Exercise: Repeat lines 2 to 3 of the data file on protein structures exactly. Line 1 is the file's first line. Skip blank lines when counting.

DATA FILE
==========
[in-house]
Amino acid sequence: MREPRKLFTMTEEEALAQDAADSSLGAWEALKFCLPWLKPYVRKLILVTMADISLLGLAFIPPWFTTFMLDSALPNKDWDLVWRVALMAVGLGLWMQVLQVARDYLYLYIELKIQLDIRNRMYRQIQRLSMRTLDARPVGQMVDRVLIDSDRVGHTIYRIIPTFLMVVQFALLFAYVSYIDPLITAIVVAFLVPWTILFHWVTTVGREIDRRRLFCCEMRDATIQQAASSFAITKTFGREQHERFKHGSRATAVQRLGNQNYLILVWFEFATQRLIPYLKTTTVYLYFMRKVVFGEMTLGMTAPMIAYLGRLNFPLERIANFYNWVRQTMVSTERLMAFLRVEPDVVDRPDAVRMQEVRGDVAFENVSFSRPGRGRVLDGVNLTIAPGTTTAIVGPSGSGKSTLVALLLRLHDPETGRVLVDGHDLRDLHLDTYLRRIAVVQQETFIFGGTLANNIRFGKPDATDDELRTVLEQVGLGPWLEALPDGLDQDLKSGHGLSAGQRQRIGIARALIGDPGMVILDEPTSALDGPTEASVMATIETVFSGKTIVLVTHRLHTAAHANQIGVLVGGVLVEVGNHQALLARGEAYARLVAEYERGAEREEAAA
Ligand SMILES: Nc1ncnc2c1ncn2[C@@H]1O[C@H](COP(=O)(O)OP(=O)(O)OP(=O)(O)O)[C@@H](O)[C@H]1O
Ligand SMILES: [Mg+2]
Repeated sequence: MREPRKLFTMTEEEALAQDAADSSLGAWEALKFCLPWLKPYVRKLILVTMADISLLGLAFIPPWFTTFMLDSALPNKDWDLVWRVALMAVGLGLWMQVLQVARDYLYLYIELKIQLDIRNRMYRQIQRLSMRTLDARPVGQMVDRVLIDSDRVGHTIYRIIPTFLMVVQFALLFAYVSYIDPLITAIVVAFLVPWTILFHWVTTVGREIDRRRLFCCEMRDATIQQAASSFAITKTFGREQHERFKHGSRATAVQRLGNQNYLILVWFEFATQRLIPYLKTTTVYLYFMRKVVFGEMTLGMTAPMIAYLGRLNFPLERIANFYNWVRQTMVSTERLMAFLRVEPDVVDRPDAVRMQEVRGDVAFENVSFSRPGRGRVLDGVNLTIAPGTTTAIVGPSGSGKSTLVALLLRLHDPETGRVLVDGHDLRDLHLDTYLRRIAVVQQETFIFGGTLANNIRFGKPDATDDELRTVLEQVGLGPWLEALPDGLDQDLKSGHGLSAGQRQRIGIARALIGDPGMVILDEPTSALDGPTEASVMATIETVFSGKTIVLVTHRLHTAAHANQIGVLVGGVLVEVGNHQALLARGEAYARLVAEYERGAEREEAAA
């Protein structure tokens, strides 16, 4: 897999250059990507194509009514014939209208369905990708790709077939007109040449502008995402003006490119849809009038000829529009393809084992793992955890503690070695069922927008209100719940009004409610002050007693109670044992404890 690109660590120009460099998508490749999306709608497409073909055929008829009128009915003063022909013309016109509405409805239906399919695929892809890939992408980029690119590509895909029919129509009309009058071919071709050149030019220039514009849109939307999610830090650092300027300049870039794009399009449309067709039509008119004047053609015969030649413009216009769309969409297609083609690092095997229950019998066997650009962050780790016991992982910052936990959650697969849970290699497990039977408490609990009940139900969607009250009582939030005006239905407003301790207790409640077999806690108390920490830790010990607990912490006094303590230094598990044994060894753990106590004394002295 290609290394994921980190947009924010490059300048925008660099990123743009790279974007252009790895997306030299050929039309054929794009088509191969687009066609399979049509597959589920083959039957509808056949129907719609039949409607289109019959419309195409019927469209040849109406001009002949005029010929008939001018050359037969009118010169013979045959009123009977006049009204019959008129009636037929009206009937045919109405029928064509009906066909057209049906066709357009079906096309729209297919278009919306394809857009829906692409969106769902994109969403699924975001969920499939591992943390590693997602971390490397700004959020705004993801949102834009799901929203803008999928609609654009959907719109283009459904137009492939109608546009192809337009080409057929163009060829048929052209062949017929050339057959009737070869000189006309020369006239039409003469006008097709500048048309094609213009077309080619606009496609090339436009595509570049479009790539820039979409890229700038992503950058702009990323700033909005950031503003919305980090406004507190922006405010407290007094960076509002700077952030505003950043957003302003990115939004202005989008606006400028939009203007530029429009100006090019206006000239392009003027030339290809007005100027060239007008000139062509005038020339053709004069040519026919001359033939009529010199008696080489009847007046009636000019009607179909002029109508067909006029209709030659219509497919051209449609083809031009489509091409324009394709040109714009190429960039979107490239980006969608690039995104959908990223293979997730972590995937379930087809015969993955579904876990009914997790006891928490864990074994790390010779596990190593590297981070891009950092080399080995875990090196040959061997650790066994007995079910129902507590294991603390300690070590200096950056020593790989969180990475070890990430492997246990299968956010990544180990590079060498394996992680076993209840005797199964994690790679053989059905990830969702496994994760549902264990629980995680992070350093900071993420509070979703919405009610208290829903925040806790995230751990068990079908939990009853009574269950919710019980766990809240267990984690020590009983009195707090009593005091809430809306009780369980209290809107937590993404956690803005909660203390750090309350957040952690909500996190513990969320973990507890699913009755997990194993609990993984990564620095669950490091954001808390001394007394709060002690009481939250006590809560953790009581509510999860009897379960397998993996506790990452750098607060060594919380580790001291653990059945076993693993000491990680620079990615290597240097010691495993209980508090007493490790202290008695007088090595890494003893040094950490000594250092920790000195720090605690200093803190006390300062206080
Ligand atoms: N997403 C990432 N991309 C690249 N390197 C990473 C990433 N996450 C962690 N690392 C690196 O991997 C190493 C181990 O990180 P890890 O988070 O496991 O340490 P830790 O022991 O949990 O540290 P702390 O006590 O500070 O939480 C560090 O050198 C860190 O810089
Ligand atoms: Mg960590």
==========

Amino acid sequence: MREPRKLFTMTEEEALAQDAADSSLGAWEALKFCLPWLKPYVRKLILVTMADISLLGLAFIPPWFTTFMLDSALPNKDWDLVWRVALMAVGLGLWMQVLQVARDYLYLYIELKIQLDIRNRMYRQIQRLSMRTLDARPVGQMVDRVLIDSDRVGHTIYRIIPTFLMVVQFALLFAYVSYIDPLITAIVVAFLVPWTILFHWVTTVGREIDRRRLFCCEMRDATIQQAASSFAITKTFGREQHERFKHGSRATAVQRLGNQNYLILVWFEFATQRLIPYLKTTTVYLYFMRKVVFGEMTLGMTAPMIAYLGRLNFPLERIANFYNWVRQTMVSTERLMAFLRVEPDVVDRPDAVRMQEVRGDVAFENVSFSRPGRGRVLDGVNLTIAPGTTTAIVGPSGSGKSTLVALLLRLHDPETGRVLVDGHDLRDLHLDTYLRRIAVVQQETFIFGGTLANNIRFGKPDATDDELRTVLEQVGLGPWLEALPDGLDQDLKSGHGLSAGQRQRIGIARALIGDPGMVILDEPTSALDGPTEASVMATIETVFSGKTIVLVTHRLHTAAHANQIGVLVGGVLVEVGNHQALLARGEAYARLVAEYERGAEREEAAA
Ligand SMILES: Nc1ncnc2c1ncn2[C@@H]1O[C@H](COP(=O)(O)OP(=O)(O)OP(=O)(O)O)[C@@H](O)[C@H]1O